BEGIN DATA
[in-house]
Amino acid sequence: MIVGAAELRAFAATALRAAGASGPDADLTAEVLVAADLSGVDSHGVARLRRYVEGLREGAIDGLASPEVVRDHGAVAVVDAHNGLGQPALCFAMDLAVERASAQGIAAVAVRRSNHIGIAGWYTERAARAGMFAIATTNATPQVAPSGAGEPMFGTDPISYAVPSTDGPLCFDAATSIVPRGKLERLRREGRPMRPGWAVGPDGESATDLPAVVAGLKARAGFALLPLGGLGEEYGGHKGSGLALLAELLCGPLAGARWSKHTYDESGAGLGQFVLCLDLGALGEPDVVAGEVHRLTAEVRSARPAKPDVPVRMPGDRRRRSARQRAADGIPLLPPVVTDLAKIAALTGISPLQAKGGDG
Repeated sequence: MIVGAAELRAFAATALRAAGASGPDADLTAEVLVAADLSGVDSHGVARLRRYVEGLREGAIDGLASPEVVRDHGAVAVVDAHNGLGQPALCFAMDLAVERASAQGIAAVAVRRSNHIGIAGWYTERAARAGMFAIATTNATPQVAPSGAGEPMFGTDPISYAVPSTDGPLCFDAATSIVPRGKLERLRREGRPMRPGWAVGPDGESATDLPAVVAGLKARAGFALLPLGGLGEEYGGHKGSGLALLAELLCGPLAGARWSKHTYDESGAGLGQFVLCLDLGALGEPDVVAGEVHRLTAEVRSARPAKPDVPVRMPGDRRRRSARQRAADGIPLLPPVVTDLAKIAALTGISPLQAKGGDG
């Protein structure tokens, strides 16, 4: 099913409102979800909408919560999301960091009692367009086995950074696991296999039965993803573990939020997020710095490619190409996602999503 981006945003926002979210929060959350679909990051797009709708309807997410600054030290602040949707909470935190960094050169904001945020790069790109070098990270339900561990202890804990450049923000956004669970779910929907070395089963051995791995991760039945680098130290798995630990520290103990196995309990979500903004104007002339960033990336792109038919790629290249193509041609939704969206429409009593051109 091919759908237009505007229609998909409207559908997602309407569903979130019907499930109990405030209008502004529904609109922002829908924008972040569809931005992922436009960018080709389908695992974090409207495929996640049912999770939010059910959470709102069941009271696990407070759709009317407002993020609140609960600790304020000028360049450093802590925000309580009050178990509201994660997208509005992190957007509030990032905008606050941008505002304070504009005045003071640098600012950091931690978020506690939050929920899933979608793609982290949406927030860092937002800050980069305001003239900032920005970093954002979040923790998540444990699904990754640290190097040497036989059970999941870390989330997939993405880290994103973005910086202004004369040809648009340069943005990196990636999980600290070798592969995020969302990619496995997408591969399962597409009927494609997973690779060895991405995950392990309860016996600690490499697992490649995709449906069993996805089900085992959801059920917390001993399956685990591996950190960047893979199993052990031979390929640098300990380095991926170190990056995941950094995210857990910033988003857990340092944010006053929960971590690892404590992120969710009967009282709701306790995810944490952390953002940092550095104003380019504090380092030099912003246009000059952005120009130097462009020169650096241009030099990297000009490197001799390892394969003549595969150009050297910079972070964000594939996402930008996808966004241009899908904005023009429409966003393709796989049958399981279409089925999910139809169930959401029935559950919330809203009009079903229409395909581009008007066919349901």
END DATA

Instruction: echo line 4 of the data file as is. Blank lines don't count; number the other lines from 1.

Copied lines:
């Protein structure tokens, strides 16, 4: 099913409102979800909408919560999301960091009692367009086995950074696991296999039965993803573990939020997020710095490619190409996602999503 981006945003926002979210929060959350679909990051797009709708309807997410600054030290602040949707909470935190960094050169904001945020790069790109070098990270339900561990202890804990450049923000956004669970779910929907070395089963051995791995991760039945680098130290798995630990520290103990196995309990979500903004104007002339960033990336792109038919790629290249193509041609939704969206429409009593051109 091919759908237009505007229609998909409207559908997602309407569903979130019907499930109990405030209008502004529904609109922002829908924008972040569809931005992922436009960018080709389908695992974090409207495929996640049912999770939010059910959470709102069941009271696990407070759709009317407002993020609140609960600790304020000028360049450093802590925000309580009050178990509201994660997208509005992190957007509030990032905008606050941008505002304070504009005045003071640098600012950091931690978020506690939050929920899933979608793609982290949406927030860092937002800050980069305001003239900032920005970093954002979040923790998540444990699904990754640290190097040497036989059970999941870390989330997939993405880290994103973005910086202004004369040809648009340069943005990196990636999980600290070798592969995020969302990619496995997408591969399962597409009927494609997973690779060895991405995950392990309860016996600690490499697992490649995709449906069993996805089900085992959801059920917390001993399956685990591996950190960047893979199993052990031979390929640098300990380095991926170190990056995941950094995210857990910033988003857990340092944010006053929960971590690892404590992120969710009967009282709701306790995810944490952390953002940092550095104003380019504090380092030099912003246009000059952005120009130097462009020169650096241009030099990297000009490197001799390892394969003549595969150009050297910079972070964000594939996402930008996808966004241009899908904005023009429409966003393709796989049958399981279409089925999910139809169930959401029935559950919330809203009009079903229409395909581009008007066919349901």